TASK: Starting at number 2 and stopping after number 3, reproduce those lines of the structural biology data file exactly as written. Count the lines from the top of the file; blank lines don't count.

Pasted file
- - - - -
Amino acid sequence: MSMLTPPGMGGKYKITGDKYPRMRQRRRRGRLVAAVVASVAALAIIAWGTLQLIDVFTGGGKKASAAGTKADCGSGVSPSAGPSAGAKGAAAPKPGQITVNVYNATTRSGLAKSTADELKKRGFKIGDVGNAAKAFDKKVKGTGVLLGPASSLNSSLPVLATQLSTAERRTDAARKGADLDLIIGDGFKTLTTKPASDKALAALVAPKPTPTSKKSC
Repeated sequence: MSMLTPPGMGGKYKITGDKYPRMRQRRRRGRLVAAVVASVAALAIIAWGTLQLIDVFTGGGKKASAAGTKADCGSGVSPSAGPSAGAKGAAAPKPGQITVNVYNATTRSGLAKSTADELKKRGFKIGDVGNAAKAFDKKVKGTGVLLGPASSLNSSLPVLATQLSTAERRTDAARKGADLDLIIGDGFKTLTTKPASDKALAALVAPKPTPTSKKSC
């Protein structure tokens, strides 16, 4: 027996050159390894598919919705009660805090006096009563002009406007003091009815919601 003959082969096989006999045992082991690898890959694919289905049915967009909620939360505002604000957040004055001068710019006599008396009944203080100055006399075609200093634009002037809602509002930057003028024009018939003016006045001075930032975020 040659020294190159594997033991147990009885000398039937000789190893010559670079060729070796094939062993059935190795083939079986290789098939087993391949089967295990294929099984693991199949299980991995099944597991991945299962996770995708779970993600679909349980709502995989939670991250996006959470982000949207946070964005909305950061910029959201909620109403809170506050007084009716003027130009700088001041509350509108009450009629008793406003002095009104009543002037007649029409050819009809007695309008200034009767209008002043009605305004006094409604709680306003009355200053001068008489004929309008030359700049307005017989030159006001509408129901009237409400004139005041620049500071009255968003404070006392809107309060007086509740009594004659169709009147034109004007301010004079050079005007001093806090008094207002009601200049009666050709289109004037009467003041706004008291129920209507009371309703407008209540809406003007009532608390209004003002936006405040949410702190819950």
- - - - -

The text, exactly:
Repeated sequence: MSMLTPPGMGGKYKITGDKYPRMRQRRRRGRLVAAVVASVAALAIIAWGTLQLIDVFTGGGKKASAAGTKADCGSGVSPSAGPSAGAKGAAAPKPGQITVNVYNATTRSGLAKSTADELKKRGFKIGDVGNAAKAFDKKVKGTGVLLGPASSLNSSLPVLATQLSTAERRTDAARKGADLDLIIGDGFKTLTTKPASDKALAALVAPKPTPTSKKSC
């Protein structure tokens, strides 16, 4: 027996050159390894598919919705009660805090006096009563002009406007003091009815919601 003959082969096989006999045992082991690898890959694919289905049915967009909620939360505002604000957040004055001068710019006599008396009944203080100055006399075609200093634009002037809602509002930057003028024009018939003016006045001075930032975020 040659020294190159594997033991147990009885000398039937000789190893010559670079060729070796094939062993059935190795083939079986290789098939087993391949089967295990294929099984693991199949299980991995099944597991991945299962996770995708779970993600679909349980709502995989939670991250996006959470982000949207946070964005909305950061910029959201909620109403809170506050007084009716003027130009700088001041509350509108009450009629008793406003002095009104009543002037007649029409050819009809007695309008200034009767209008002043009605305004006094409604709680306003009355200053001068008489004929309008030359700049307005017989030159006001509408129901009237409400004139005041620049500071009255968003404070006392809107309060007086509740009594004659169709009147034109004007301010004079050079005007001093806090008094207002009601200049009666050709289109004037009467003041706004008291129920209507009371309703407008209540809406003007009532608390209004003002936006405040949410702190819950």